The Muslim students came from a school which prides itself on being a “school without racism”. They were persuaded to apologize in writing. However, when a meeting between the two groups was arranged a month later, aggressive outbursts from the Muslims demonstrated that they still had no sense of having done anything wrong.
This incident is not an isolated example of that type of anti-Semitism.

... a new study of the attitudes of 9-14-year-olds from Arab and Turkish families confirms the extent of anti-Semitism:-‘The result: for most, “Jew” is a swearword. “If a Jew came to our school, he’d get beaten to a pulp”, says one boy. A 13-year-old thinks all Jews should get out of Palestine, and never mind where to, just so long as they don’t come back. An 18-year-old Turk hates Jews “because they’re murderers”. If he met one, he’d beat him up at once, he claims.’
Of equally great concern,

In December the Tagesspiegel reported on a survey of 3000 Germans which found that 50% believed the behaviour of Israel towards the Palestinians was comparable with that of the Nazis towards the Jews.
The above quotations are from this source, but I came across them on a blog entitled "Christian Hate?", a blog concerned about the growing anti-Semitism in many nominally Christian organizations. [h/t to MA for the pointer]

Canada: a Country of Rugged Individualists.
Socialism is not part of our heritage.

The mainstream media of Canada, along with the interventionists of the country, would have us believe that socialism is at the heart of our unique Canadian identity.

They are wrong. Michel Kelly-Gagnon emphasizes in a recent column that Canada was much later than the U.S. was in adopting many "social reforms" and was fervently individualistic for most of its history. [Thanks to Jack for the link; $req'd]

Now, it is obviously a fact that in today’s Canada taxes are high, the unions are strong (especially in Quebec) and you have powerful interest groups who will fight any attempts at change. It is also undeniable that, under most indicators, governments in Canada (especially when you compare provincial governments with state governments) are bigger today than they are in the United States.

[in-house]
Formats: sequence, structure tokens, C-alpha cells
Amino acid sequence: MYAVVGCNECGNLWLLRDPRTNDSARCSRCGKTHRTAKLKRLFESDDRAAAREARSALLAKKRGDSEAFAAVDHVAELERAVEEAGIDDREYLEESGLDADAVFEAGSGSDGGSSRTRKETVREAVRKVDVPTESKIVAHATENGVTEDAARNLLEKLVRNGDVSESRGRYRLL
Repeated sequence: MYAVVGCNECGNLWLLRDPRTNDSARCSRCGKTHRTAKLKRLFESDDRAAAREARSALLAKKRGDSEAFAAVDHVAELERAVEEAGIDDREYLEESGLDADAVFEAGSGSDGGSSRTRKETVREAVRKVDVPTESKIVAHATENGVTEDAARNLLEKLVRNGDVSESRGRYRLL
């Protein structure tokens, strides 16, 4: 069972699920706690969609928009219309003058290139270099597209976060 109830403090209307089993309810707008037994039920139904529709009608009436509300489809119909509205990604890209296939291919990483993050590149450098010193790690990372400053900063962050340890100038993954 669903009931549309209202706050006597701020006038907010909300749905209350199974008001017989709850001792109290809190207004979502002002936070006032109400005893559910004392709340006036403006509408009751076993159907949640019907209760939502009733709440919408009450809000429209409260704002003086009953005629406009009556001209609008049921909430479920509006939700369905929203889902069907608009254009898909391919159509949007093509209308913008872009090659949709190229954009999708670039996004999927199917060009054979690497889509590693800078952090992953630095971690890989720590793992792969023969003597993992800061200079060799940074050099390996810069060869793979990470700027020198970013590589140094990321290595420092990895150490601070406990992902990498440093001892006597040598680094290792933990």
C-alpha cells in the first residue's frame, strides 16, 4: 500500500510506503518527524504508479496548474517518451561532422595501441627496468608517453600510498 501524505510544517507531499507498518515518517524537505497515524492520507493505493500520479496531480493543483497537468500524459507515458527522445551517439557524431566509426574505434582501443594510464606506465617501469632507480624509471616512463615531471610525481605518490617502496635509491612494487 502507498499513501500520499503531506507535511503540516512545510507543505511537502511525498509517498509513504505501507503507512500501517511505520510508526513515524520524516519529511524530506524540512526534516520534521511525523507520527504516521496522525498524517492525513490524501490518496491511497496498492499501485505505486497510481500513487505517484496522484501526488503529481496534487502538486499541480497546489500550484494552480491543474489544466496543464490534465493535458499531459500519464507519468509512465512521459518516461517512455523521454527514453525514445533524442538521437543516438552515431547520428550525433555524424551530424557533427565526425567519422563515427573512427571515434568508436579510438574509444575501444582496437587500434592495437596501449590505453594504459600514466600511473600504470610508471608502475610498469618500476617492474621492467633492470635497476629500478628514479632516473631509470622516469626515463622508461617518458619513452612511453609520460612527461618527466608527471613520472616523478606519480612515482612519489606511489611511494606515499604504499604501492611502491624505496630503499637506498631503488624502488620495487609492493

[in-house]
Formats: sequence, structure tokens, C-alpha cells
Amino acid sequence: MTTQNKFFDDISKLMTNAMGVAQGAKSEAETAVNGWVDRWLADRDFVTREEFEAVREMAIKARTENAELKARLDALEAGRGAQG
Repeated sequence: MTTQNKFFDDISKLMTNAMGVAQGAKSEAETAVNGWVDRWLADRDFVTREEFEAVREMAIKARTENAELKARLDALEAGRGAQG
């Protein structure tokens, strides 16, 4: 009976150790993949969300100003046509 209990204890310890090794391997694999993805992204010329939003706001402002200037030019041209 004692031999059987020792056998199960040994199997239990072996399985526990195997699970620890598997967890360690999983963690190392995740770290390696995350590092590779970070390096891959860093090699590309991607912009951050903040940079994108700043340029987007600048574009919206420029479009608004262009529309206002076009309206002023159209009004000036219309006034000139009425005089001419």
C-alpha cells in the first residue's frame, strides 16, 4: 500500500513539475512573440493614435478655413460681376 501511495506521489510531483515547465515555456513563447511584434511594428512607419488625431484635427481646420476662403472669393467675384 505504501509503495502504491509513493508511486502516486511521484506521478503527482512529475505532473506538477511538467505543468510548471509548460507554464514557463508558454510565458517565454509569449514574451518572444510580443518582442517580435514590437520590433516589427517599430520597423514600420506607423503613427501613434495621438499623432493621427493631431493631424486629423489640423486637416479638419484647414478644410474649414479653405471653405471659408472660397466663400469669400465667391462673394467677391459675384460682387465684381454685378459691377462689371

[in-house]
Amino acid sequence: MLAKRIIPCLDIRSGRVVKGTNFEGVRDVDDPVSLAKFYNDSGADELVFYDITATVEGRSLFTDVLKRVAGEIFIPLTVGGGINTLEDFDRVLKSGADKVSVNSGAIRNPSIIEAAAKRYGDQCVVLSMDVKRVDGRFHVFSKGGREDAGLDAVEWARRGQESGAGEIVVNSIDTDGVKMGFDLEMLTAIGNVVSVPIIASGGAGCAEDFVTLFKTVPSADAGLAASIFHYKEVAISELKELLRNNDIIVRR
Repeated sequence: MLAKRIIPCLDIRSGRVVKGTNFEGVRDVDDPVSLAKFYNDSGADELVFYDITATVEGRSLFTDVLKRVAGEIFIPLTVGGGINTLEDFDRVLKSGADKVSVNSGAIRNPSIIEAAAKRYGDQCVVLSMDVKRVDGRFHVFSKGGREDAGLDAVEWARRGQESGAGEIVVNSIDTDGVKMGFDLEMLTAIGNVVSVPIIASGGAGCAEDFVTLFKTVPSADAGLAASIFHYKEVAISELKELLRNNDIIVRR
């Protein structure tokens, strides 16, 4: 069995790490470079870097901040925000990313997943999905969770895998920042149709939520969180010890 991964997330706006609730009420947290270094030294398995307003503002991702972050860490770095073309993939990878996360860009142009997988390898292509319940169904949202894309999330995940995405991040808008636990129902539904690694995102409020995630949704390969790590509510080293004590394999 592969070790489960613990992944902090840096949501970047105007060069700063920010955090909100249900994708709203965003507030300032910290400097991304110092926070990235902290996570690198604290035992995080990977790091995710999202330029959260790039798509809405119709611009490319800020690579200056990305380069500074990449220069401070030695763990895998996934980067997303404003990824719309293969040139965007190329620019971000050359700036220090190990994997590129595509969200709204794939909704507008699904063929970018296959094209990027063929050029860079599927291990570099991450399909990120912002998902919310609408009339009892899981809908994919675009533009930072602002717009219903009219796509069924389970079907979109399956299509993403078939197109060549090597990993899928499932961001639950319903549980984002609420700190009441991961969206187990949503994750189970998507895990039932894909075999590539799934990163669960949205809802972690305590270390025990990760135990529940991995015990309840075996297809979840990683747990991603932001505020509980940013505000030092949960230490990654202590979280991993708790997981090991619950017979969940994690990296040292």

But what needs to be challenged is the claim that interventionist government, high taxes, protectionist policies and socialized medicine constitute the very fabric of our national identity. We should not accept any more the notion that anyone who believes that less government is economically beneficial as well as morally justifiable is, de facto, trying to Americanize Canada and, thus, would be some sort of traitor to the Canada nation. The reality is that this so-called “Canadian identity” based on government compassion (or socialism, to speak more clearly) was only invented in the 1960s and ’70s.
He concludes

... free-market ideas are part of our Canadian heritage and of our Canadian identity. It’s something to be proud of. And it’s about time we started explaining to our fellow citizens, with patience, passion and reason, that you can be a true Canadian while wanting to reduce government control over our lives.
For more on Canada's individualistic beginnings and its drift toward statism, see Globalization and the Meaning of Canadian Life by Bill Watson. Sadly, both Kelly-Gagnon and Watson go overboard, trying to make their point, and in doing so they needlessly open themselves up to picky criticism.

Note: I posted the above as my inaugural post at the blog for the Western Standard, where it sparked considerable discussion.

Wednesday, July 06, 2005

The Arch of not-so-anonymous Losers

Recently parolled killer/rapist Karla Homolka announced that one of the first things she wanted to do was go to Tim Hortons for an iced cappuccino [$subscription required; thanks to Jack for the link].

The homespun chain did its best yesterday to deflect the endorsement.

“We have faith in our customers that they can make the distinction between what Tim Hortons stands for and that there is no relationship between ... a successful company and her comments,” said Greg Skinner, a company spokesman.

Marketing experts said the unprompted endorsement of Tim Hortons’ frothy summer coffee treat — which was introduced only in 1999, while Ms. Homolka was in prison — is a testament to the company’s ubiquitous status in the public consciousness. They recommended the company ignore the comment.

“I would imagine the Tim Hortons people will be running for cover on this one,” said Alan Middleton, a marketing professor with York University. “They should just ignore it, lie low. Hopefully it goes away.”

He doubted Ms. Homolka’s desire for a Tim Hortons drink would have any impact on sales. “Will it harm Tim Hortons? No. Will it help? God, I hope not.”
It would give new meaning to “L’ Arc des Perdants Anonymes” ["The Arch of Anonymous Losers"] . . . . . . except she's not very anonymous after having gone to court seeking protection from the media, and then granting an interview with the French CBC television network.

Yet Another Reason to Take Supplements:
Prevention of Fractures

Jack sent me this [no link available, subscription only] from a Canadian Medical Association mailing list:

Calcium/vitamin D effective for prevention of first fracture

Clinical question: Does supplementation with vitamin D and calcium prevent a first hip fracture or nonvertebral fracture in older people?